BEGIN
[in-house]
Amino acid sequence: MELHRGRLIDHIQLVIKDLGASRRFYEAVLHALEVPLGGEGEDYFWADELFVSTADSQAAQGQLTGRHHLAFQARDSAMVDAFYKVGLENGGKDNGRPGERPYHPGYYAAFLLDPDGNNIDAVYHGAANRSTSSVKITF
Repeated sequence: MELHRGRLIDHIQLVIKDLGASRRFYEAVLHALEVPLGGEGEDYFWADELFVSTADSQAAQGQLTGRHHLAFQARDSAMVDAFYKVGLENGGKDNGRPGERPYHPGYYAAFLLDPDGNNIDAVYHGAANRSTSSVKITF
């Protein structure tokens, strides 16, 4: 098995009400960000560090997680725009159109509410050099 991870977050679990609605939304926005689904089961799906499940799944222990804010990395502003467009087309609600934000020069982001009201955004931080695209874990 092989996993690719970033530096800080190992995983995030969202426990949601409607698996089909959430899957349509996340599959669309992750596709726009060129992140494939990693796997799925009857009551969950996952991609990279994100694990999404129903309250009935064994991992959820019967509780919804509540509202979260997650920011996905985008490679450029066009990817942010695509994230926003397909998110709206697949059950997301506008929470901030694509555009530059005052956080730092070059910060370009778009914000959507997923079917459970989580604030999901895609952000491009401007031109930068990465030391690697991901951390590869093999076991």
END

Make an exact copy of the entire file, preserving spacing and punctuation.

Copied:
[in-house]
Amino acid sequence: MELHRGRLIDHIQLVIKDLGASRRFYEAVLHALEVPLGGEGEDYFWADELFVSTADSQAAQGQLTGRHHLAFQARDSAMVDAFYKVGLENGGKDNGRPGERPYHPGYYAAFLLDPDGNNIDAVYHGAANRSTSSVKITF
Repeated sequence: MELHRGRLIDHIQLVIKDLGASRRFYEAVLHALEVPLGGEGEDYFWADELFVSTADSQAAQGQLTGRHHLAFQARDSAMVDAFYKVGLENGGKDNGRPGERPYHPGYYAAFLLDPDGNNIDAVYHGAANRSTSSVKITF
């Protein structure tokens, strides 16, 4: 098995009400960000560090997680725009159109509410050099 991870977050679990609605939304926005689904089961799906499940799944222990804010990395502003467009087309609600934000020069982001009201955004931080695209874990 092989996993690719970033530096800080190992995983995030969202426990949601409607698996089909959430899957349509996340599959669309992750596709726009060129992140494939990693796997799925009857009551969950996952991609990279994100694990999404129903309250009935064994991992959820019967509780919804509540509202979260997650920011996905985008490679450029066009990817942010695509994230926003397909998110709206697949059950997301506008929470901030694509555009530059005052956080730092070059910060370009778009914000959507997923079917459970989580604030999901895609952000491009401007031109930068990465030391690697991901951390590869093999076991």